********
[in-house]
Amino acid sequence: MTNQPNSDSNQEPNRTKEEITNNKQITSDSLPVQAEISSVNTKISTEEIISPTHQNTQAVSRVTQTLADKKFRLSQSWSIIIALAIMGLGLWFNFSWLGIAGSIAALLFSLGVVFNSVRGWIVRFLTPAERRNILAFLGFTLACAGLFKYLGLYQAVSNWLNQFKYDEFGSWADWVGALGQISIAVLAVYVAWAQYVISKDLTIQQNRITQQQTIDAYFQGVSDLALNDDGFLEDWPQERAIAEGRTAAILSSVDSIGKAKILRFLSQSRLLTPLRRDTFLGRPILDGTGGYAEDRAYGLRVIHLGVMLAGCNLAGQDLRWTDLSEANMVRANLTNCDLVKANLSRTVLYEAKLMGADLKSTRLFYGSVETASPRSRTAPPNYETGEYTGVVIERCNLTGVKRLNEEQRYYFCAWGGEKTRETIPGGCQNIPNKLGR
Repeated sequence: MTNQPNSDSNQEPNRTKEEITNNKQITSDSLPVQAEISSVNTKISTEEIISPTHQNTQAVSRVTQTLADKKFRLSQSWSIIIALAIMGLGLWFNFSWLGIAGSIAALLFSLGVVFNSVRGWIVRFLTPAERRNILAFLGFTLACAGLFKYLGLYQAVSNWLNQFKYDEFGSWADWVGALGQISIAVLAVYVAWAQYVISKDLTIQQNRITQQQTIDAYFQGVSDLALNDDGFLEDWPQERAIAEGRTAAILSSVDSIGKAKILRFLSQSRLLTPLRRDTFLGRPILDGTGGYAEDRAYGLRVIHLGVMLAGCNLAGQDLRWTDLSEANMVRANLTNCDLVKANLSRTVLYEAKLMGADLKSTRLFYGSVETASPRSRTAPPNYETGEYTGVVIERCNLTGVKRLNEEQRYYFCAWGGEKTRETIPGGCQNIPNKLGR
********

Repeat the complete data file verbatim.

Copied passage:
[in-house]
Amino acid sequence: MTNQPNSDSNQEPNRTKEEITNNKQITSDSLPVQAEISSVNTKISTEEIISPTHQNTQAVSRVTQTLADKKFRLSQSWSIIIALAIMGLGLWFNFSWLGIAGSIAALLFSLGVVFNSVRGWIVRFLTPAERRNILAFLGFTLACAGLFKYLGLYQAVSNWLNQFKYDEFGSWADWVGALGQISIAVLAVYVAWAQYVISKDLTIQQNRITQQQTIDAYFQGVSDLALNDDGFLEDWPQERAIAEGRTAAILSSVDSIGKAKILRFLSQSRLLTPLRRDTFLGRPILDGTGGYAEDRAYGLRVIHLGVMLAGCNLAGQDLRWTDLSEANMVRANLTNCDLVKANLSRTVLYEAKLMGADLKSTRLFYGSVETASPRSRTAPPNYETGEYTGVVIERCNLTGVKRLNEEQRYYFCAWGGEKTRETIPGGCQNIPNKLGR
Repeated sequence: MTNQPNSDSNQEPNRTKEEITNNKQITSDSLPVQAEISSVNTKISTEEIISPTHQNTQAVSRVTQTLADKKFRLSQSWSIIIALAIMGLGLWFNFSWLGIAGSIAALLFSLGVVFNSVRGWIVRFLTPAERRNILAFLGFTLACAGLFKYLGLYQAVSNWLNQFKYDEFGSWADWVGALGQISIAVLAVYVAWAQYVISKDLTIQQNRITQQQTIDAYFQGVSDLALNDDGFLEDWPQERAIAEGRTAAILSSVDSIGKAKILRFLSQSRLLTPLRRDTFLGRPILDGTGGYAEDRAYGLRVIHLGVMLAGCNLAGQDLRWTDLSEANMVRANLTNCDLVKANLSRTVLYEAKLMGADLKSTRLFYGSVETASPRSRTAPPNYETGEYTGVVIERCNLTGVKRLNEEQRYYFCAWGGEKTRETIPGGCQNIPNKLGR